Sri Aurobindo emphasizes the importance of vital education, which is often neglected or pursued without discernment and method. There are two main reasons for this: confusion in the human mind regarding vital education and the difficulty of the undertaking itself.
The vital aspect of human nature is a demanding and despotic tyrant. Many people feel a timorous respect for the vital because it holds power, energy, enthusiasm, and dynamism. The pursuit of personal happiness and the belief that one’s character is fixed from birth contribute to the vital’s domination. However, these ideas can lead to conflicts, misery, disappointment, and discouragement.
The pursuit of personal happiness should not be confused with the delight of being, which is a quality of the Divine and unconditioned. The goal of life is not personal happiness, but awakening to the Truth-consciousness. The belief that one’s character is fixed neglects the possibility of fundamental change, which requires a rigorous discipline and mastery over the subconscient.
To initiate the transformation of character, a detailed and discerning observation of one’s character is necessary. Each individual possesses opposing tendencies in almost equal proportions, representing the battle to be waged and the victory to be won. Life itself is an education, encouraging movements that express light or shadow depending on the circumstances and environment. However, a conscious will, guided by a rational method of education, can replace the whims of nature with a logical and clear-sighted discipline.
Vital education should ideally begin as early as possible, focusing on the development and use of the sense organs. Proper cultivation of the senses can surpass ordinary expectations, potentially even developing additional senses beyond the traditional five. Alongside sensory education, discrimination and the aesthetic sense should be cultivated, appreciating and loving what is beautiful, harmonious, simple, healthy, and pure. This aesthetic culture protects the individual from degrading influences and contributes to a refined taste and nobility of character.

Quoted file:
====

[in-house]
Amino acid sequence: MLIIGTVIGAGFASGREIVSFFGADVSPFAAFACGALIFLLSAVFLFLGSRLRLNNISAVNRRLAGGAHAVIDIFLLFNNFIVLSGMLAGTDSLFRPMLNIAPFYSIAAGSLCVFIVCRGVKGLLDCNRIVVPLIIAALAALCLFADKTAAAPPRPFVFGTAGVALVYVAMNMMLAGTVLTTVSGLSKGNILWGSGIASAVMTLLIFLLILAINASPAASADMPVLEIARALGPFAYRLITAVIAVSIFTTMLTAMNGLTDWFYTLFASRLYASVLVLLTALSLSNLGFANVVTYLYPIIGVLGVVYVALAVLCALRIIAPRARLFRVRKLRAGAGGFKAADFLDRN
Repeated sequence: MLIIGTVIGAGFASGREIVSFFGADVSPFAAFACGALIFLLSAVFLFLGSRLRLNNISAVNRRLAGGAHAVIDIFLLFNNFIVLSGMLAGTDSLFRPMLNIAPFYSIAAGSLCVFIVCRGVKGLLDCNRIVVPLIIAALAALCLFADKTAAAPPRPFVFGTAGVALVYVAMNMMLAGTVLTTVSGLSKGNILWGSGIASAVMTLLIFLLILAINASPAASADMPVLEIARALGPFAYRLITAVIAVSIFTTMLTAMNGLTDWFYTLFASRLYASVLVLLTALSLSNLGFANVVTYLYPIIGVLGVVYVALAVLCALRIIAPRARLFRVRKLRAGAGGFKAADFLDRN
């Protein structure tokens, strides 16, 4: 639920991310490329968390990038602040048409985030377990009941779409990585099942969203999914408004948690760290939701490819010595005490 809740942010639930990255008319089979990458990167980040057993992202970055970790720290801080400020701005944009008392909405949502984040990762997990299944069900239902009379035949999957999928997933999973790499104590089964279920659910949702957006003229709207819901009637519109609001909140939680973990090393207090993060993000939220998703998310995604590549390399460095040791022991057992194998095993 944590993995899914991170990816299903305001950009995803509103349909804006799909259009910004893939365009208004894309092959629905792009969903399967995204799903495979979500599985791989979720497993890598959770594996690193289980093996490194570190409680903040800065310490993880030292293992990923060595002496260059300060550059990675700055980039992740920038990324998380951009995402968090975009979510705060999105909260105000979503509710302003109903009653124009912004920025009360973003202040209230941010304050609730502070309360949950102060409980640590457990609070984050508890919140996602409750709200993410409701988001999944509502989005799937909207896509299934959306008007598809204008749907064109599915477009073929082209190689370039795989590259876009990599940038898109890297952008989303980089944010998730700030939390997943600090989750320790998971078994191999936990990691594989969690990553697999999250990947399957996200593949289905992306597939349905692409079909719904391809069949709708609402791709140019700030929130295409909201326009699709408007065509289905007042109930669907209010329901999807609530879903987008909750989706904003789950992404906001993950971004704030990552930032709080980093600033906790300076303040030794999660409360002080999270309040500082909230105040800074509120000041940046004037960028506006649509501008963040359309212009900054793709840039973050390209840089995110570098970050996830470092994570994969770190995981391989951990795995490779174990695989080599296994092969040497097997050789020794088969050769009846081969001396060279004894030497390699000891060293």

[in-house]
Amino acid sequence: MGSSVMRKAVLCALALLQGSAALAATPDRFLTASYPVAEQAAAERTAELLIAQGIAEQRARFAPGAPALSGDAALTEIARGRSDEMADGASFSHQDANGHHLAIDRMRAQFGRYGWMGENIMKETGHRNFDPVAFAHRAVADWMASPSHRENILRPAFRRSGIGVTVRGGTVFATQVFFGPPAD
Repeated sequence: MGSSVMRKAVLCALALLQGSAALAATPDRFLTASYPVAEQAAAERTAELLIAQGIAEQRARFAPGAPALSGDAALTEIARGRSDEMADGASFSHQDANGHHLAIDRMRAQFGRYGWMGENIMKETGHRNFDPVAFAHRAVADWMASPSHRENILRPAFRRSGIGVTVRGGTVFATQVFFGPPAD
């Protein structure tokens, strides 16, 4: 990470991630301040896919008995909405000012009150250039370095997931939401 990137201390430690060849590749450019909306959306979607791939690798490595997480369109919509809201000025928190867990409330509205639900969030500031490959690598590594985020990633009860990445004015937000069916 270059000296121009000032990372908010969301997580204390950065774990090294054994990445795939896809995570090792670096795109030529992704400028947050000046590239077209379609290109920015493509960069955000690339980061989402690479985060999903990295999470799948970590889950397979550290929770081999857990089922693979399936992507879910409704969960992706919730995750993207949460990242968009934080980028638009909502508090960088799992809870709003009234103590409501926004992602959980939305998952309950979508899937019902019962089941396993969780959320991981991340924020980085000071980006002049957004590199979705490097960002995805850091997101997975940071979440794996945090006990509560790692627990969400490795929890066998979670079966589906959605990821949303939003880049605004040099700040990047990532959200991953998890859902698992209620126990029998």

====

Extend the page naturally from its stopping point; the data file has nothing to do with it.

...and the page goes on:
The second aspect of vital education concerns the character and its transformation. Traditionally, disciplines aimed at purifying and controlling the vital being have relied on coercion, suppression, abstinence, and asceticism. However, a rigorous and detailed education that involves the collaboration of the vital is more enduring and effective. The starting point is becoming conscious of the various movements within oneself and understanding their causes. The child should be taught to observe, note reactions and impulses, and become a discerning witness of desires, passions, instincts, and weaknesses.
Alongside observation, the will for progress and perfection must be developed early on. Different methods may be appropriate for awakening this will, such as rational arguments, feelings, goodwill, and the sense of dignity and self-respect. Example is a powerful method, and the will should be exercised methodically and progressively, demanding maximum effort and persisting even in the face of difficulty.
To achieve mastery and transformation, a thorough understanding of one’s character is essential, followed by control over one’s movements. The effort and result of this endeavor depend on the value of the ideal one seeks to achieve.
In the next aspect of education, Sri Aurobindo will discuss mental education and its connection to the ideal pursued in the effort for mastery and transformation.